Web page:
Nadia Comăneci, the first Olympic gymnast to score a perfect 10
'The Goddess from Montréal'
'The Goddess from Montréal'
Born on the 12 November 1961, in Onești, a beautiful small town situated in the historical region of Moldavia, Nadia Comăneci is considered to be one of the best sportswomen of the last century, and one of the greatest gymnasts in the world.
Nadia started practicing gymnastics in her hometown aged 5, encouraged by her family. The famous gymnastics coach Bela Karolyi saw her turning cartwheels in a schoolyard and chose her to attend his experimental gymnastics school. She soon became the 'pièce de résistance' of the Romanian team.
In 1969, at the age of 7, Nadia enrolled in her first competition, the Romanian National Junior Championships, where she placed 10th. She was not discouraged by the results. She instead became more motivated to train harder and, in 1972, at the age of 11, she won her first national champion title in Cluj.
Nadia Comăneci's first major success was at the age of 13, when she won three gold and one silver medal at the 1975 European Championships in Skien, Norway. In the same year, the Associated Press named her 'Athlete of the Year'.
But her truly amazing performance came unexpectedly at her first Olympics, in 1976, when the 14-year-old Romanian gymnast astonished the entire world with her 30-second perfect routine on the uneven bars. The judges to awarded her a 10, the first 10 in the history of Olympic gymnastics competitions. Initially, this decision led to a confusion of the public as the board flashed up '1.00' instead, the scoreboard having only three digits to display scores such as 9.50, or 9.85.
As no-one had ever achieved a perfect score in gymnastics until Nadia Comăneci at the 1976 Summer Olympics, she earned the nickname: the 'goddess from Montréal'. Over the course of her the Olympic careers, Comaneci would earn six additional 10s.
She was ranked BBC Overseas Sports Personality of the Year for 1976 and her photo was featured on the cover of Time magazine. Back home, the communist authorities from Bucharest awarded her the 'Hero of the Socialist Labour' title, being the youngest holder of this distinction.
In 1981, the Romanian government organised a tour for Nadia in the United States. People were anxious to watch the gymnast in action; the 'Nadia '81' tour was a huge success.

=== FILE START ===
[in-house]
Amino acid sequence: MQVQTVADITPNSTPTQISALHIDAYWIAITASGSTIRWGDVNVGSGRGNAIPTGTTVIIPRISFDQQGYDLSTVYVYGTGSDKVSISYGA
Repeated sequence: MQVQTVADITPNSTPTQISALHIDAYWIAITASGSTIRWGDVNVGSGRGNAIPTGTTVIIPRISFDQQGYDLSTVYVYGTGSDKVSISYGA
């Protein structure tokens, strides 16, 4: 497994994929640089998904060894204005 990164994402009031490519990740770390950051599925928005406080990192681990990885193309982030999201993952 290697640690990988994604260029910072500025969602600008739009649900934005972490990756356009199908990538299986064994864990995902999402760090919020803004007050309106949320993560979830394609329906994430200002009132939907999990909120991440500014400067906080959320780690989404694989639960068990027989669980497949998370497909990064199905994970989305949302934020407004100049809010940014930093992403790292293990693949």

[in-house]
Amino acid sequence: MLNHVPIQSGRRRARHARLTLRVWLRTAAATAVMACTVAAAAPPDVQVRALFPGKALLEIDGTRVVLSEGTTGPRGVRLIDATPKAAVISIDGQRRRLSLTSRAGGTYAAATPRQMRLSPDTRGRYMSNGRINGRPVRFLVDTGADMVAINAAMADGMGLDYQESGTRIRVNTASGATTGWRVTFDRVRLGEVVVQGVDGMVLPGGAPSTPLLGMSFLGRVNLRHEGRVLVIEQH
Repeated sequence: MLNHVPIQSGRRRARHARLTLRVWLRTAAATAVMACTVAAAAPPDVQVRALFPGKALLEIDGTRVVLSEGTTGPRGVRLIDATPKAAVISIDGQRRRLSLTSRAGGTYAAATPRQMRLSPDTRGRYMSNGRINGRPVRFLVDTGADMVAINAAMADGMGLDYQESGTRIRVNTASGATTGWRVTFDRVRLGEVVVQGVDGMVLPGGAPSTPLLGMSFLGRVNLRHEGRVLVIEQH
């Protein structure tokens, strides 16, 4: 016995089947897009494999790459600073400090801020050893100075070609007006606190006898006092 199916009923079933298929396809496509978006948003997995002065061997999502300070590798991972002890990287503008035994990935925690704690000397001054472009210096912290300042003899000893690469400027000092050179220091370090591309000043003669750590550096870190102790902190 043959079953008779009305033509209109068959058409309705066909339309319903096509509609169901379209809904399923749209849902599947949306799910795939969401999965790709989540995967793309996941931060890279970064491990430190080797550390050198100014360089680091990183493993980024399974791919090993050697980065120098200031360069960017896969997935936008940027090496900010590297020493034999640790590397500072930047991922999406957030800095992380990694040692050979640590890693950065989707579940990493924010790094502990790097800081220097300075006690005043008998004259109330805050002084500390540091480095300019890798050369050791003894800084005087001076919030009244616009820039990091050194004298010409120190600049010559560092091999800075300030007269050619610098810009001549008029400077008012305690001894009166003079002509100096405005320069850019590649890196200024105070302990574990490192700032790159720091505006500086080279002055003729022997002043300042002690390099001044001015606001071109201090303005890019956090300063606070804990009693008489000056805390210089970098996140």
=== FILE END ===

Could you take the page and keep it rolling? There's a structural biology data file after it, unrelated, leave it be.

She retired from competitions in 1984, having a record of 24 medals won through hard-work, incredible talent, self-confidence and persistence at the Olympic Games, World Championships and European Championships, of which 16 were gold.
After her coach, Bela Karolyi, defected to the United States, Nadia was banned from travelling in the western countries and was under constant supervision of the authorities, so she made plans to escape. In 1989, just a few weeks before the Romanian Revolution, she crossed the Romanian-Hungarian border illegally, with a group of other young Romanians. Her journey took her finally to the United States, where she is, at present, active in many charities and international organisations and a passionate leader of a gymnastic academy for teenagers, together with her husband, Bart Connor.
She returned to Romania in 1996, after the fall of the Communist regime, for her wedding, which was held in Bucharest and televised live throughout Romania, the reception taking place in the former presidential palace.
In the world of gymnastics, Nadia Comăneci is currently Sports Ambassador of Romania, the Honourary President of the Romanian Gymnastics Federation, the Honourary President of Romanian Olympic Committee, and a member of the International Gymnastics Federation Foundation. She won the title of European champion three times in a row and took possession of the 'European Cup', being the first gymnast to achieve this performance.
Nadia Comăneci is the youngest recipient and the only person to have received twice, in 1984 and 2004, the Olympic Order, the highest award given by the International Olympic Committee. She has also been inducted into the International Gymnastics Hall of Fame.
In 2004, Nadia Comăneci wrote her memoirs, entitled Letters to a Young Gymnast, in which she described her difficult road to success, based on talent, hard work and commitment.
As some rules changed in gymnastics scoring, it is practically impossible for anyone to ever receive a perfect 10, so maybe Nadia's series of perfect 10s will remain the high point of Olympics history forever.
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